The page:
This “epidemical time” has given me more opportunities to check in on webinars, digital seminars, and panel discussions.
Topics such as being purpose-driven, the importance of meaningfulness, and sustainability are suddenly surprisingly often mentioned.
We are clearly heading towards a new, more evolved economy. Some call it the Age of Aquarius. In the new economy, running a business will not look the same as it has traditionally done. This epidemic helps us to speed up the shift.
Last week, I watched a panel discussion on this topic – how to become a purpose-driven company. According to a representative from an international agency, it would take six weeks to come up with a purpose. During this time, they would interview employees, customers, do a competitive analysis, take into consideration the origin of the company’s why, their collaborations, and challenges -and then present a suggestion. It sounds like a proper and thorough job.
The challenge with this approach is that for a purpose to work and do its job, it has to come from the inside. No one else can find your purpose but you, or the organization in question.
I think that this misunderstanding comes from the belief that the primary use of “purpose” is for customers, partners, and external stakeholders. Probably, it comes from an old fashioned way of looking at marketing and branding. Something that you “paint” on an organization, so it is perceived differently than it is.
Previously branding was an external add on to an organization. In the new evolving economy, branding is an extension of the organization’s true essence.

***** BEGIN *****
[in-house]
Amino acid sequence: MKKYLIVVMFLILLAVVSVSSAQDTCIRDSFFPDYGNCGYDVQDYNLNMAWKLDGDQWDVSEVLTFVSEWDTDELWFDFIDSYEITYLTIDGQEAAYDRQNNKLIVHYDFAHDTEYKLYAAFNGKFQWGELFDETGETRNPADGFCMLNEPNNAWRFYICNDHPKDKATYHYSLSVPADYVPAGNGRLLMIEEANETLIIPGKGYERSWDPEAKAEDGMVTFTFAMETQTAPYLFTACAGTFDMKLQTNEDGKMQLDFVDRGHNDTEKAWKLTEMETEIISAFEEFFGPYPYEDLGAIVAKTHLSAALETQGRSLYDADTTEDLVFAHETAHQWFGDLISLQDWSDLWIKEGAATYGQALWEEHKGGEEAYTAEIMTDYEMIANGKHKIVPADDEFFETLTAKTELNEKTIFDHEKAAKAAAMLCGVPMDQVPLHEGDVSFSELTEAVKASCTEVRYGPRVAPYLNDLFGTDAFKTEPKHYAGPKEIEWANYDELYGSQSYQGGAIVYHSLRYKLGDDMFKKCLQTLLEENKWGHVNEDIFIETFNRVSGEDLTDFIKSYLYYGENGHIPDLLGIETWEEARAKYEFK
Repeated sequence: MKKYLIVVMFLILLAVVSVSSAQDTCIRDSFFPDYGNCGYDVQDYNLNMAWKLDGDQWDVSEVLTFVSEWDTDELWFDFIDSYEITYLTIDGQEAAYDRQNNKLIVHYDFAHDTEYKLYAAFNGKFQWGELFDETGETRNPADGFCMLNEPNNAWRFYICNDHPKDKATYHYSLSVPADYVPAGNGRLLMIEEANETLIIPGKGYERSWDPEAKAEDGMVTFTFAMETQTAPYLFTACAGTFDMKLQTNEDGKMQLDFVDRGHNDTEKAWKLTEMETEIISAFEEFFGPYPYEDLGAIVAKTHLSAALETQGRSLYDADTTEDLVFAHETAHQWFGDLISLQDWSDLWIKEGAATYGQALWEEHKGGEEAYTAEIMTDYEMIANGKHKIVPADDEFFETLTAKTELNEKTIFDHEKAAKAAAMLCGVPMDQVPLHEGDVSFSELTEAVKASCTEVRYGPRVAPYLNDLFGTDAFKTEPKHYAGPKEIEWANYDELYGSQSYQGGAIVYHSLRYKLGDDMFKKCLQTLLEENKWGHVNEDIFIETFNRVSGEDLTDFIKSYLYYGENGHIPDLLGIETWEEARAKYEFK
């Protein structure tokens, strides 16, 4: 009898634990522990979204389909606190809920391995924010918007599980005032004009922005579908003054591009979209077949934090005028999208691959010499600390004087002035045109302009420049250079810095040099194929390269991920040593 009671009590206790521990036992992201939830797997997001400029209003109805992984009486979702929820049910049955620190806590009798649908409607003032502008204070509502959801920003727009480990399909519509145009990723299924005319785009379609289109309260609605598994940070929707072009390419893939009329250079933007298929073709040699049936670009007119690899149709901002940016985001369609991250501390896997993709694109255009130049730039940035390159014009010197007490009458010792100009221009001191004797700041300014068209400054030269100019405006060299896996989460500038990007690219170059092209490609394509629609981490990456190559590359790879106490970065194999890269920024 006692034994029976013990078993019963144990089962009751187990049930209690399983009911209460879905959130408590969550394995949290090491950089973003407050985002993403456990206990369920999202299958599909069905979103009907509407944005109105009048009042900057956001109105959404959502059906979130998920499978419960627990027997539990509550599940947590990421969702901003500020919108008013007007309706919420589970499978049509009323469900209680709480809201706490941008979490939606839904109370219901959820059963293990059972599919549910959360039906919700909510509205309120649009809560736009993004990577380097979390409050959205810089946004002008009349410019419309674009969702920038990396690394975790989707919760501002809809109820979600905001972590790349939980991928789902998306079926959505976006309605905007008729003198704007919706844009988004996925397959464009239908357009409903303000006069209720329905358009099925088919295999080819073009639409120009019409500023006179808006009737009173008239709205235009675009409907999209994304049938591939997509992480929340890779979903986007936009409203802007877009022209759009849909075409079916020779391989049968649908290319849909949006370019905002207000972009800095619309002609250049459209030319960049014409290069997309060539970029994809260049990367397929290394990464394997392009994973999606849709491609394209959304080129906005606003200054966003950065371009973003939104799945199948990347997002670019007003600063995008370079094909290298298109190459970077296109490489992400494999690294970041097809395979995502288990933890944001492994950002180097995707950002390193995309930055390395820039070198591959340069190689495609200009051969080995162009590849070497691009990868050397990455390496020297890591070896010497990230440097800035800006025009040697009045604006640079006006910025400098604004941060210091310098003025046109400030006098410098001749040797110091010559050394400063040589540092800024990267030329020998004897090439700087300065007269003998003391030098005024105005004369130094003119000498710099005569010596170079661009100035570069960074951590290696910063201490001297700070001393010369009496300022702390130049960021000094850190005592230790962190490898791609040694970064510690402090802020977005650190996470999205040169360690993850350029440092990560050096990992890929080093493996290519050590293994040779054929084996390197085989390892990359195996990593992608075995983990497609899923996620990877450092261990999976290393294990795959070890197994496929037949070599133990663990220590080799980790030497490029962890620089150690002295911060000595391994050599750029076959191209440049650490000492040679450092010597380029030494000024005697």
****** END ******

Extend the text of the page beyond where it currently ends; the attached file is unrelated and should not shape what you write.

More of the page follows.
Purpose corresponds to why – why is this important for us? Why are we doing this? Your answer needs to be beyond yourself, beyond your organization. That is when meaningfulness kicks in.
You, and only you and your organization will know when you have found a great purpose. You will feel it. A powerful purpose touches your heart.
When the organization has a strong purpose, it becomes a source of fuel, inspiration, and momentum, especially in challenging times.
Paul J Zak has come up with a great equation, backed up by his research Joy = Trust x Purpose. I can highly recommend his book Trust Factor. A statement from that book:
“Organizations should not try to make people happy at work. Joy is the result of working with trusted colleagues who have a transcendent purpose.”
A common mistake starting up this work is to focus too early on the wordings, and on how the purpose sounds. At the start, please don’t pay any attention to it at all! Instead, focus on the core. Describe it with as many words as you need. If you want help seizing it, listen in to your stories, dig in your history, see what makes the organization tick. (This work can, of course, be documented and nicely presented by an agency as a basis for your part of the work.)
Yes, you will probably have as many why as participants, but see if you can find a purpose that comprises individuals’ intentions.
When you are done and satisfied – now it is the time to have a closer look to make it sounds good. For this part, marketing consultants and agencies are a perfect fit.
Purpose can never replace the need for a vision. A purpose-driven company needs a strong vision. Both are equally important.
Let´s look at it in the next post.
If you have any suggestions for what you would like to read about or discuss, get in touch!